Yes, there are multiple factors that play into the future of a PK.  Consistency in the lives of their parents.  The culture of respect from the church members.  A PK's personal relationship with Jesus.  If any one of these is misaligned, a PK's course can be forever altered.  

To the PK:  Channel your energy into your personal relationship with Jesus.  Allow him control of your life. You need not seek approval from any man, because Jesus has called you and counted you worthy of the office you hold.  BE YOU, and not who others perceive you should be.

To the Pastor:  If you did not grow up a PK, don't pretend to understand the struggle of your children.  Pray for God's guidance as you lead the unique culture of your home.  When your HOME/Family is your priority,  they will in turn assist you in the ministry.  Ministry is most effective as a family affair.

The the Church Member:  Raising your pastor's children is not your job, so take a sigh of relief.  For many that will be a huge burden lifted off your shoulders!  Now you will be able to spend some time examining the lives of the family for which you are accountable before God.  Then,  should you have some extra time,  INVEST in the life of your pastor's children.  Invest in the life of your pastor!  You'll never know this side of heaven what baggage they bring into the church-house each week.  Translate the time you would spend criticizing into time praying.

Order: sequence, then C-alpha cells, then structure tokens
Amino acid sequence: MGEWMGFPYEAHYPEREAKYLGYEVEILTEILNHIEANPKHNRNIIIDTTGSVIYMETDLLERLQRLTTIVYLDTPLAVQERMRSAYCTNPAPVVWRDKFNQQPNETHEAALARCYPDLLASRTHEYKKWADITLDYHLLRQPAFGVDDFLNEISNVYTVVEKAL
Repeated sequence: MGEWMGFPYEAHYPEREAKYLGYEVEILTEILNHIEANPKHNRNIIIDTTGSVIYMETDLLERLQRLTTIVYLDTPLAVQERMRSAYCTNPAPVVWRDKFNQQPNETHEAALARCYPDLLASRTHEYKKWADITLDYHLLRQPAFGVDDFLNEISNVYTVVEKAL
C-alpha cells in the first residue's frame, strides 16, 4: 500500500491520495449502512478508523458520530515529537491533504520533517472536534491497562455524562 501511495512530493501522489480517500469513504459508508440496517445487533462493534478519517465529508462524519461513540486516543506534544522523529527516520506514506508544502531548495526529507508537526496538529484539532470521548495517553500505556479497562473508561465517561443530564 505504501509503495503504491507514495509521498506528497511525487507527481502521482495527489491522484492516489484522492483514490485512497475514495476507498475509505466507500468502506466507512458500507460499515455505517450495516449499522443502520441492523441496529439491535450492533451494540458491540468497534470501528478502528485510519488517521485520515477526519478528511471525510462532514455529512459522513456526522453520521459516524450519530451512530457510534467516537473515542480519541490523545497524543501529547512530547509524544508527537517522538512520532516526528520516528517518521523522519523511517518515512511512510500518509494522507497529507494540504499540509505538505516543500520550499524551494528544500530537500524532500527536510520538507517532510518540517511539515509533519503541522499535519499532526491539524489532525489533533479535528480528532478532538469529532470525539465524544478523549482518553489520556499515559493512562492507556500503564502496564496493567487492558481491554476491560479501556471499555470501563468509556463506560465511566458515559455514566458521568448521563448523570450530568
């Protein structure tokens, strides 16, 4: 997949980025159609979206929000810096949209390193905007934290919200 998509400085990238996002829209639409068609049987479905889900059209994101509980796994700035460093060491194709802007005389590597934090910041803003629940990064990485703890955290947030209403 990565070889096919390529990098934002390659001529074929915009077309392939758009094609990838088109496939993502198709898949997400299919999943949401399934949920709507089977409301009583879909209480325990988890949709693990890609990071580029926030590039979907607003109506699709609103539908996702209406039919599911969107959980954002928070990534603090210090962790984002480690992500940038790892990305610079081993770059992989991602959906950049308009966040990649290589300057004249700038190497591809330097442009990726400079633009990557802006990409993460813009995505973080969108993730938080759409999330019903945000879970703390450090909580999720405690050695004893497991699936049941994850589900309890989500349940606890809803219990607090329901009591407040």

If you know a PK,  please direct them to the Preacher's Kid Network page.  Home of the 2015 PK Retreat!

A Catholic Culture

Throughout Scripture, the development of a personal relationship with God is not only recommended, but even commanded.  We read of great relationships such as Enoch's, where walking with God was a daily reality. And while men like David did not physically commune with the Father,  the Scriptures allowed for a spiritual experience just as real.  The words of God were so integral to David's life that he hid them in his heart.  Jesus spoke that man should not live by bread alone, but by every word that proceedeth out of the mouth of God.  Paul wrote to Timothy, "Study to show thyself approved unto God, a workman that needeth not to be ashamed, rightly dividing the Word of Truth."  Scripture suggests that communing with God is equivocated to a relationship with His Word.